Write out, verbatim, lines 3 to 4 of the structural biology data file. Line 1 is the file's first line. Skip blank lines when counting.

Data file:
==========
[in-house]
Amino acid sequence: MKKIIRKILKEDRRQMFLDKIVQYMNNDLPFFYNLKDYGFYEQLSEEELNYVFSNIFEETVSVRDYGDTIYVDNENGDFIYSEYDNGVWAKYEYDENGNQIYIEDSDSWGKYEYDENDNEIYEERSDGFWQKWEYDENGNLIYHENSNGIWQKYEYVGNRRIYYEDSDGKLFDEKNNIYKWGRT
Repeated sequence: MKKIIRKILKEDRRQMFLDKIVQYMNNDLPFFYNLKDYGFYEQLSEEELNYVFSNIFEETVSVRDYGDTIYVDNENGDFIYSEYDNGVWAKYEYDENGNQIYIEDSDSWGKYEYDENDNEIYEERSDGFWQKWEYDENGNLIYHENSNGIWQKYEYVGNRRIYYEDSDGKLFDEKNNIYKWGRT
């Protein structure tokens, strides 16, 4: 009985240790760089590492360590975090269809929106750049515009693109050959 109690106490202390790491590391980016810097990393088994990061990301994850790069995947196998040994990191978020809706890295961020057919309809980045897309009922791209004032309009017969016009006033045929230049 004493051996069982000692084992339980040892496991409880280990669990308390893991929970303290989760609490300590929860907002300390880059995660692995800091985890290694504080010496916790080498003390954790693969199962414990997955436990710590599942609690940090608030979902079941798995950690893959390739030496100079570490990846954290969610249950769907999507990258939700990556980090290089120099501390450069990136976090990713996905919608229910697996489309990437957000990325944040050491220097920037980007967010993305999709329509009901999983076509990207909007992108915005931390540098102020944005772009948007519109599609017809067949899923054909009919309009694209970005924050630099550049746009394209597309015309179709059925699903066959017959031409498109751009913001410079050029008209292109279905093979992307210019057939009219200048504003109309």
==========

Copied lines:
Repeated sequence: MKKIIRKILKEDRRQMFLDKIVQYMNNDLPFFYNLKDYGFYEQLSEEELNYVFSNIFEETVSVRDYGDTIYVDNENGDFIYSEYDNGVWAKYEYDENGNQIYIEDSDSWGKYEYDENDNEIYEERSDGFWQKWEYDENGNLIYHENSNGIWQKYEYVGNRRIYYEDSDGKLFDEKNNIYKWGRT
């Protein structure tokens, strides 16, 4: 009985240790760089590492360590975090269809929106750049515009693109050959 109690106490202390790491590391980016810097990393088994990061990301994850790069995947196998040994990191978020809706890295961020057919309809980045897309009922791209004032309009017969016009006033045929230049 004493051996069982000692084992339980040892496991409880280990669990308390893991929970303290989760609490300590929860907002300390880059995660692995800091985890290694504080010496916790080498003390954790693969199962414990997955436990710590599942609690940090608030979902079941798995950690893959390739030496100079570490990846954290969610249950769907999507990258939700990556980090290089120099501390450069990136976090990713996905919608229910697996489309990437957000990325944040050491220097920037980007967010993305999709329509009901999983076509990207909007992108915005931390540098102020944005772009948007519109599609017809067949899923054909009919309009694209970005924050630099550049746009394209597309015309179709059925699903066959017959031409498109751009913001410079050029008209292109279905093979992307210019057939009219200048504003109309």